Wave-current interactions in coastal waters and their application to shore-connected bars
AuthorLane, Emily M.
AdvisorRestrepo, Juan M.
MetadataShow full item record
PublisherThe University of Arizona.
RightsCopyright © is held by the author. Digital access to this material is made possible by the University Libraries, University of Arizona. Further transmission, reproduction or presentation (such as public display or performance) of protected items is prohibited except with permission of the author.
AbstractA multi-scale asymptotic theory is derived for the evolution and interaction of currents and surface gravity waves in water of finite depth, under conditions typical of coastal shelf waters outside the surf zone. The theory provides a practical and useful model with which wave-current coupling may be explored without the necessity of resolving features of the flow on space and time scales of the primary gravity-wave oscillations. The essential nature of the dynamical interaction is currents modulating the slowly evolving phase of the wave field and waves providing both phase-averaged forcing of long, infra-gravity waves and wave-averaged vortex forces for the low-frequency current and sea-level evolution equations. Analogous relations are derived for material tracers and density stratification that include phase-averaged, Stokes-drift advection, including by a vertical Stokes pseudo-velocity that is the incompressible companion to the horizontal Stokes velocity. This theory is used to study the effect of waves on the evolution of large-scale erodible beds. In particular, the formation of certain up-current rotated, shore-connected bars is investigated. It is hypothesized that these bars form due to an instability of the bottom topography in the presence of a storm driven flow. This hypothesis is reviewed in the light of the presence of both waves and currents. It is shown that waves can significantly affect the instability. The effects of different wave parameters are investigated. Steady flow and boundary condition assumptions are also examined.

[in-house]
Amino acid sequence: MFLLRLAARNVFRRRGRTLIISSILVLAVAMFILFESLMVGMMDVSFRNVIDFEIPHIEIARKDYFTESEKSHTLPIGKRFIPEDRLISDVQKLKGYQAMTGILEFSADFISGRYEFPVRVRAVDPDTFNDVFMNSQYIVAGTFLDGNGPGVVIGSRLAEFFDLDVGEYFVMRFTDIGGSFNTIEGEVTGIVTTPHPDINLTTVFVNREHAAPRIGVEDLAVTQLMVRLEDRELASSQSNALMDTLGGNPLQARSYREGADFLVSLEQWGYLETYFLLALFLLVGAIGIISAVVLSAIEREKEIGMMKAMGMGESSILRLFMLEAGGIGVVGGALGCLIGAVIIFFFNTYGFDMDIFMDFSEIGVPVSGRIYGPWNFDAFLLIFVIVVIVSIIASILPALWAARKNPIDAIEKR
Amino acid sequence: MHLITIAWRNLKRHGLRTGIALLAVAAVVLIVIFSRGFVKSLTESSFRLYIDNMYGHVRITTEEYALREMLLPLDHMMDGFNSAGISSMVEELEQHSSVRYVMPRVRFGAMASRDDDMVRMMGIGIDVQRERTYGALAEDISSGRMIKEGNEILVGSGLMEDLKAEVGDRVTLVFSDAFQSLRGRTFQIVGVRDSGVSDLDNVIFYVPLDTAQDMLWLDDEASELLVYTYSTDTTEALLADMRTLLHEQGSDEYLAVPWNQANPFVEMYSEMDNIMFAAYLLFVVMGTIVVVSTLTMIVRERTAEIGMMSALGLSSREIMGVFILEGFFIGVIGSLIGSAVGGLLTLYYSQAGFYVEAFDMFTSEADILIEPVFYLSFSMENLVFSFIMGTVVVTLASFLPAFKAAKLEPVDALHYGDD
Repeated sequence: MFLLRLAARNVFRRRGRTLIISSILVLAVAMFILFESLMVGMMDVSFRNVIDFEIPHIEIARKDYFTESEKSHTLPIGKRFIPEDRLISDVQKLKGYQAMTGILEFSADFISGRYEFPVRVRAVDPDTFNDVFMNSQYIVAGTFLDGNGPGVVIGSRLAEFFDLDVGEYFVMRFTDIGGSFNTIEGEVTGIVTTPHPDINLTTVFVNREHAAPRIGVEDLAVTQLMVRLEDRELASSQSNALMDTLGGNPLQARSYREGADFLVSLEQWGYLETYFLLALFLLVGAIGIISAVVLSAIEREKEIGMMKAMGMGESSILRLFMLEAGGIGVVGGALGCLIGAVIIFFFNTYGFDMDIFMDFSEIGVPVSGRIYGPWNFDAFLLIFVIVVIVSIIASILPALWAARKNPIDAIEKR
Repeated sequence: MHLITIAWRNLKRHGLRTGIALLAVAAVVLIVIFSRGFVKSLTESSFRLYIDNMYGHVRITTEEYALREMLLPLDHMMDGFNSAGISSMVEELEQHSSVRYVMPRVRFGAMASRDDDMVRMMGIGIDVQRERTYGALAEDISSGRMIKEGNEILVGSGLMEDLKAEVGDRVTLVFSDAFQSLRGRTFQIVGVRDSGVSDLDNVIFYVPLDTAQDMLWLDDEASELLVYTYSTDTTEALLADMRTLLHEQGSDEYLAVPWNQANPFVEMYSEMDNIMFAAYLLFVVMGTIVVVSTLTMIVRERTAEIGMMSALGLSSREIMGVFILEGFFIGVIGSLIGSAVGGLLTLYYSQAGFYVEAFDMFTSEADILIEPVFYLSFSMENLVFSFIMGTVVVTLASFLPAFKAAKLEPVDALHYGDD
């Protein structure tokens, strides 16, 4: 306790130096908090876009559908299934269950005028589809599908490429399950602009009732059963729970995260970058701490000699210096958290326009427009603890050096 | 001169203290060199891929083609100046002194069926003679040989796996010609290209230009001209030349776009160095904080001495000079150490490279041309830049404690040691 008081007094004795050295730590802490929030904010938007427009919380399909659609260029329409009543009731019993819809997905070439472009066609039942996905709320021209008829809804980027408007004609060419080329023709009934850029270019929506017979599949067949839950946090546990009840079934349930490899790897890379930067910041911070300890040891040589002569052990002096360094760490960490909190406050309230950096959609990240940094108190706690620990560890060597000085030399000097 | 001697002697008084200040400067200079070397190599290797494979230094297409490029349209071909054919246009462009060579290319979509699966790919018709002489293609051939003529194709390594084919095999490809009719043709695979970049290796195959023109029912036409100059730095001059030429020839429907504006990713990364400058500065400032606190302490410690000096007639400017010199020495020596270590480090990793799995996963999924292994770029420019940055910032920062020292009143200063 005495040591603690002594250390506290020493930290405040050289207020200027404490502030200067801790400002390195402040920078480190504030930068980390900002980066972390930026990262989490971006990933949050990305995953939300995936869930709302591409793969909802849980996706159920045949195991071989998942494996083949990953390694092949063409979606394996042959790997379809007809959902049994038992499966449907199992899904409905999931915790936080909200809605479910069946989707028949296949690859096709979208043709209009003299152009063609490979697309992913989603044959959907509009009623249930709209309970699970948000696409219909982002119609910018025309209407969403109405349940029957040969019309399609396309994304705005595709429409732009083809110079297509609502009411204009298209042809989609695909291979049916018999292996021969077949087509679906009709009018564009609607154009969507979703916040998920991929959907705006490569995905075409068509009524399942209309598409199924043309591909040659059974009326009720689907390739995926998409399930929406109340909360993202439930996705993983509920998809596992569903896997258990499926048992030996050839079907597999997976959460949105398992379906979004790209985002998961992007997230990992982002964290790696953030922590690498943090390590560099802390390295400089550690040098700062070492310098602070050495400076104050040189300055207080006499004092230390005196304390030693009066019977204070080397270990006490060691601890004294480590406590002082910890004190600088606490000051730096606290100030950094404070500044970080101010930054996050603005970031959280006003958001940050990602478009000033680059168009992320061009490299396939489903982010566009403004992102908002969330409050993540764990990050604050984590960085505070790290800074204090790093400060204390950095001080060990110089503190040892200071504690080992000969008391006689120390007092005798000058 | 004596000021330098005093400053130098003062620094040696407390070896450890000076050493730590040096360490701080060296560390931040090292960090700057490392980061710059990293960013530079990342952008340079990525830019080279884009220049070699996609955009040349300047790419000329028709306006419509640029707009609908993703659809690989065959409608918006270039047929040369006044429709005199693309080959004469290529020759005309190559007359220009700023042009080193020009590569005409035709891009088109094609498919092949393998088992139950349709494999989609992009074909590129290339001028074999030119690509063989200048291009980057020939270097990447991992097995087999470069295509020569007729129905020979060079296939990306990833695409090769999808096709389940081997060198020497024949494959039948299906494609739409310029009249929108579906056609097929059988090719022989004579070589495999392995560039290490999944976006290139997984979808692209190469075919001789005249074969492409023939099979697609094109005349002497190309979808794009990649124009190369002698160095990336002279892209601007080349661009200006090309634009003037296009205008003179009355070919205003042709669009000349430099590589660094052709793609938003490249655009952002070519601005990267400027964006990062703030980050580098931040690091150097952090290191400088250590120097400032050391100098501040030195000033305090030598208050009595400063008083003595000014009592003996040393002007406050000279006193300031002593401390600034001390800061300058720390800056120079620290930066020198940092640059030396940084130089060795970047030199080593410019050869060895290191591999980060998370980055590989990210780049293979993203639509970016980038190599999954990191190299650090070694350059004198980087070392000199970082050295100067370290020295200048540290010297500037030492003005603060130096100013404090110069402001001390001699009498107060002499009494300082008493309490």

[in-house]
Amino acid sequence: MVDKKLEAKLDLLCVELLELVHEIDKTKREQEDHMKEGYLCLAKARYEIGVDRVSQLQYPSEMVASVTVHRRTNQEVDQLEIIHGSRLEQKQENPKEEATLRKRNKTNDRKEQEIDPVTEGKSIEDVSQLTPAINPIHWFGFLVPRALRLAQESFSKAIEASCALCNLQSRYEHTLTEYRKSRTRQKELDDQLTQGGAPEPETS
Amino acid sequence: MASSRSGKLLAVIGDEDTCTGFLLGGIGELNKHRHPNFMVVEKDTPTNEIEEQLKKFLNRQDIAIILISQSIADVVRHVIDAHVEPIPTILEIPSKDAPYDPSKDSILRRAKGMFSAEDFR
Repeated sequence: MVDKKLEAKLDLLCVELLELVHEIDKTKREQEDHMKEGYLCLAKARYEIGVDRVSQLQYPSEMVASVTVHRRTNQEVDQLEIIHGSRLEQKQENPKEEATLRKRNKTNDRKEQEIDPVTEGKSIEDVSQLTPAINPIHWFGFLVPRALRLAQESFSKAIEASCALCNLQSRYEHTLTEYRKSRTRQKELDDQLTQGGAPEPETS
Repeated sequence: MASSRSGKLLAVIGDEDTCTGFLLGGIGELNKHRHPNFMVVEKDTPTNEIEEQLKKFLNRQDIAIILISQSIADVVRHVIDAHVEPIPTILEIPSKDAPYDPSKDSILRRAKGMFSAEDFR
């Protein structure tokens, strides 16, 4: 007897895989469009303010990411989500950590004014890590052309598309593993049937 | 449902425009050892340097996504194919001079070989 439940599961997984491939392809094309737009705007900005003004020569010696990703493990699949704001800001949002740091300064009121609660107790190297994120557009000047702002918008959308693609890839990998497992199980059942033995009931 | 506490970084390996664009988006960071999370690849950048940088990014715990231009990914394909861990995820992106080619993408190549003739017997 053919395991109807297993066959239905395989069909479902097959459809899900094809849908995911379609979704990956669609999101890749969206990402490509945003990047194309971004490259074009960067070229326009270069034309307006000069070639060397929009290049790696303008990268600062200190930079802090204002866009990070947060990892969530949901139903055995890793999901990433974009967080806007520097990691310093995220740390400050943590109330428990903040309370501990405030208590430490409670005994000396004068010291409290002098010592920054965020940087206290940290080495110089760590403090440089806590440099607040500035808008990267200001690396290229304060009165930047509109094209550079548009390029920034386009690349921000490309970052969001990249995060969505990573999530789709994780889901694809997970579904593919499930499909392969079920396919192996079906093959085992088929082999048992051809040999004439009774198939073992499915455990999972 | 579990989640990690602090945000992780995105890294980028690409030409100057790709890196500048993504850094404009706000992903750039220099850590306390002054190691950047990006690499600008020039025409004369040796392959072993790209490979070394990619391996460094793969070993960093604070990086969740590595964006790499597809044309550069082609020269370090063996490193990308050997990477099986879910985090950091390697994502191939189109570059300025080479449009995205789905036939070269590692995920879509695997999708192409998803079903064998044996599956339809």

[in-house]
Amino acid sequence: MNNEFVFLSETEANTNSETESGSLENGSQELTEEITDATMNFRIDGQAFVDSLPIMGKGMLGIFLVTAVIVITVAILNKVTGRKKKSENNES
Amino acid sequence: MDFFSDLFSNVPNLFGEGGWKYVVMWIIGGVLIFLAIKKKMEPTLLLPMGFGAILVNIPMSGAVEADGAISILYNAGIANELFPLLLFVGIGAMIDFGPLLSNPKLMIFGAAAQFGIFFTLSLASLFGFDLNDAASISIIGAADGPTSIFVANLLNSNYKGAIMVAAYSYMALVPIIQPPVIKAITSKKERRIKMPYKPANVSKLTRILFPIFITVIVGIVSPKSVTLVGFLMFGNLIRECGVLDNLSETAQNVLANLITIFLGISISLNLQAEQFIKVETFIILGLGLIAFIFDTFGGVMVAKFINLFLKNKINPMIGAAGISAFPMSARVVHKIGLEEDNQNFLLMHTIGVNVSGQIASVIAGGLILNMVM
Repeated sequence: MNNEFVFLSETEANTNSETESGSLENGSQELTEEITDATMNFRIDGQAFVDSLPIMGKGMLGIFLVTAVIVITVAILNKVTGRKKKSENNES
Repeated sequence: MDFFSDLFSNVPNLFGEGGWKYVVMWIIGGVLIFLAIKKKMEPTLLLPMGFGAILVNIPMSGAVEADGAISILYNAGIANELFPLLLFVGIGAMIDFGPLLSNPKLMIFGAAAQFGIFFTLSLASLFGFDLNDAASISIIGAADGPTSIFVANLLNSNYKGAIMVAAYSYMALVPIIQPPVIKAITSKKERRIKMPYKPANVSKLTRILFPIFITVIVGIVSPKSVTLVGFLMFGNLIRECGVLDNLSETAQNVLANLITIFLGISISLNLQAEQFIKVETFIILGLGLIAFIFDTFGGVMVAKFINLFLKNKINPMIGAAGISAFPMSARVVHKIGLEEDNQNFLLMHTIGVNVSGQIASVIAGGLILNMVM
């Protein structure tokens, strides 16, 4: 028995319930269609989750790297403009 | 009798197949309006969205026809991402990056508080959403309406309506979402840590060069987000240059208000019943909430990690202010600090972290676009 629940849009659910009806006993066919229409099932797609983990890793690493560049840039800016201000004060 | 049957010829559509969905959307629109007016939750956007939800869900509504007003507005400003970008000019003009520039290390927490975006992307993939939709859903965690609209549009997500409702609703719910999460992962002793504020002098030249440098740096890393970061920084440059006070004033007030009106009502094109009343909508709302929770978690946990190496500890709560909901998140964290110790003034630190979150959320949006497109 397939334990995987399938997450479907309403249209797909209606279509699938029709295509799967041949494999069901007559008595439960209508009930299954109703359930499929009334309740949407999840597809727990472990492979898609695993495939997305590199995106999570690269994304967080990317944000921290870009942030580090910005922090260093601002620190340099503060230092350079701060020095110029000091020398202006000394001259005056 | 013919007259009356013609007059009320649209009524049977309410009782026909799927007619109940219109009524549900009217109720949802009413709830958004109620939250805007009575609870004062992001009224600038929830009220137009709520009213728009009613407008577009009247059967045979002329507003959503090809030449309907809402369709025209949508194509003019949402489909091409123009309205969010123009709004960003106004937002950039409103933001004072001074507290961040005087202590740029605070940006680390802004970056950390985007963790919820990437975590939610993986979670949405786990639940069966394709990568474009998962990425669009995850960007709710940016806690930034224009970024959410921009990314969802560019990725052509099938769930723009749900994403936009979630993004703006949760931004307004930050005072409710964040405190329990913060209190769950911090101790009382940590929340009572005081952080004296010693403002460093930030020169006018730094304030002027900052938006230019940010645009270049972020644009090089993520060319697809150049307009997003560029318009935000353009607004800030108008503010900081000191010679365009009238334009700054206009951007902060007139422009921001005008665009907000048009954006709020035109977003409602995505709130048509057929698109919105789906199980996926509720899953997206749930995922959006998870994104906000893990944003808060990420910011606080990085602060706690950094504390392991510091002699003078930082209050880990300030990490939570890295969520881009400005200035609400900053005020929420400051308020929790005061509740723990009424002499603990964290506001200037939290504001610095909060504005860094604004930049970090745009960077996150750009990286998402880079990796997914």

Degree ProgramGraduate College